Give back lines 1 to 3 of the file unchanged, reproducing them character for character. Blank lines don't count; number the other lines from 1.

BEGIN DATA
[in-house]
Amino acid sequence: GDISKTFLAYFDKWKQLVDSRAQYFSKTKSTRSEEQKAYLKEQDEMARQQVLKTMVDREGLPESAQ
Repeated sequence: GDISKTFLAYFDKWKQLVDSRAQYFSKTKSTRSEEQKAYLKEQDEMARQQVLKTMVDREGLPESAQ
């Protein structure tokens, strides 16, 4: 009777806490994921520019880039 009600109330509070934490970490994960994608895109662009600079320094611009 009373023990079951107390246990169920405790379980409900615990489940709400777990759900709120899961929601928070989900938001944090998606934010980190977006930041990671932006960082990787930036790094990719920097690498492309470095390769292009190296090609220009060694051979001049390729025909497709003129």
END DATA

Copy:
[in-house]
Amino acid sequence: GDISKTFLAYFDKWKQLVDSRAQYFSKTKSTRSEEQKAYLKEQDEMARQQVLKTMVDREGLPESAQ
Repeated sequence: GDISKTFLAYFDKWKQLVDSRAQYFSKTKSTRSEEQKAYLKEQDEMARQQVLKTMVDREGLPESAQ